I’m always conflicted before starting a Cormac McCarthy book. Although he’s one of America’s best writers, his world view tends toward bleakness and nihilism – to an extent that can be off-putting even for a natural-born pessimist like myself. Let’s just say his books have never left me whistling the theme from “Andy Griffith.”
Still, most of them are redeemed by the wisdom, wit and elegance of his prose. For a nihilist, he’s damned careful with his words. I tend to highlight a lot of passages in a McCarthy book. Sometimes, as in “No Country For Old Men,” he’s also pretty good at suspense.
“The Passenger” is nominally about a salvage diver coming across a sunken plane, apparently undamaged and seven passengers still strapped inside. Some of the plane’s avionics have been removed. Unlike “No Country For Old Men,” there’s no big bag of money – but the diver soon comes to realize that one passenger is missing and someone did not want this plane found.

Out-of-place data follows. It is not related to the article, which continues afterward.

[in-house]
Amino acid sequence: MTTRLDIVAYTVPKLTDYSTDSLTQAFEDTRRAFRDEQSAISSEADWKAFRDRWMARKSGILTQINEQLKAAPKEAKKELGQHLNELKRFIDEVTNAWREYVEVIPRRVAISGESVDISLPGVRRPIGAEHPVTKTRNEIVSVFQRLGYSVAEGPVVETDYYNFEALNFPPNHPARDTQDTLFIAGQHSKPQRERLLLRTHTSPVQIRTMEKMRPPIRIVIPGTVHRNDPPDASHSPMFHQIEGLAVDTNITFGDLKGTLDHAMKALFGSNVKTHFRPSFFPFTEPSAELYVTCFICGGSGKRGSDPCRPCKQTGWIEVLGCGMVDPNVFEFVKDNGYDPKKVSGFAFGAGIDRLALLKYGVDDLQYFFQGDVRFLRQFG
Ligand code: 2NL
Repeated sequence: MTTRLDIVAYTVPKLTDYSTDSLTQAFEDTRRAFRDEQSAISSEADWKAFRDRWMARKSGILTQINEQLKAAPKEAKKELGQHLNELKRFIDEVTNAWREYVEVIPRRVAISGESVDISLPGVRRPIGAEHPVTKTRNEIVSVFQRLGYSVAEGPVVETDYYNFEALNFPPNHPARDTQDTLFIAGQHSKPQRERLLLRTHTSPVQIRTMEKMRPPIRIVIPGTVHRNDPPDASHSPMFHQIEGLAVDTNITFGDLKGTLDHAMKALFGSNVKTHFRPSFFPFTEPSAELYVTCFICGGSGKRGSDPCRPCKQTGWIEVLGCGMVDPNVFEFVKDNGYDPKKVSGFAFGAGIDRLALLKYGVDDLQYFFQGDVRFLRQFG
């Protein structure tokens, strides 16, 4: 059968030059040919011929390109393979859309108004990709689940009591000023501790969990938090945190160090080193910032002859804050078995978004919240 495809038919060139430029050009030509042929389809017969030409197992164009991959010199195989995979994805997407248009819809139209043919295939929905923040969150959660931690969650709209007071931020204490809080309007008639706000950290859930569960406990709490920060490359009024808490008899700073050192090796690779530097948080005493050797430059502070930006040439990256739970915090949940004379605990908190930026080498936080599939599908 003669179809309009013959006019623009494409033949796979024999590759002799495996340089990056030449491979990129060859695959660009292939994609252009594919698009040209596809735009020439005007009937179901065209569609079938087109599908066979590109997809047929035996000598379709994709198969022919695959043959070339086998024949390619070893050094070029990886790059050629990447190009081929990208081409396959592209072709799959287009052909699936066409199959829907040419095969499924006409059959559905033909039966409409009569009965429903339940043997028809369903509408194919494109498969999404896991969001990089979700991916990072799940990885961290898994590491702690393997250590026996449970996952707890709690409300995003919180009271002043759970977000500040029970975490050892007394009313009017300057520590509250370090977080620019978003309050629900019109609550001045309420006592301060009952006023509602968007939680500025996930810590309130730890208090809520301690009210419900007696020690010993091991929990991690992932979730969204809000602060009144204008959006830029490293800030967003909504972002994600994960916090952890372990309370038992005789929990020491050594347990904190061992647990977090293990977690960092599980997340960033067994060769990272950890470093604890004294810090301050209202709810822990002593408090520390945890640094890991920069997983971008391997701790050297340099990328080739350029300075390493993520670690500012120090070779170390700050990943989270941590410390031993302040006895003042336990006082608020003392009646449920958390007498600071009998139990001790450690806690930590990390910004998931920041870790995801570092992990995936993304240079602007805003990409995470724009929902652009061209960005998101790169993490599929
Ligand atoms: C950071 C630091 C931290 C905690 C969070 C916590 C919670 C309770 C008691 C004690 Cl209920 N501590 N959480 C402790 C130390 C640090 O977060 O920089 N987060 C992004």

That’s the narrative hook. Good thing there is one, because we also get a lot of all-italic (argh!) chapters in the point of view of the diver’s schizophrenic sister. Magical realism rears its head (argh!). There’s a lot of sharp and funny dialog, but no quotation marks because McCarthy doesn’t like quotation marks (double argh!). There are some windy digressions on quantum physics and string theory. Great writers, apparently, needn’t concern themselves with the convenience of their readers.
I’ve stuck with it though. I’ve put up with a certain amount of literary affectation because I want to know what’s up with that damned plane. And I want to see how the italic narrative of the sister finally intersects with the non-italic one of the diver. Finally, I have to admit that almost every page has its own glimmer of brilliance. More than two-thirds through, it’s been worth the effort.
There is a second volume to this story: “Stella Maris,” which evidently explores the sister’s psychological story more fully. At this point, I’m not all that curious about it. But we’ll see.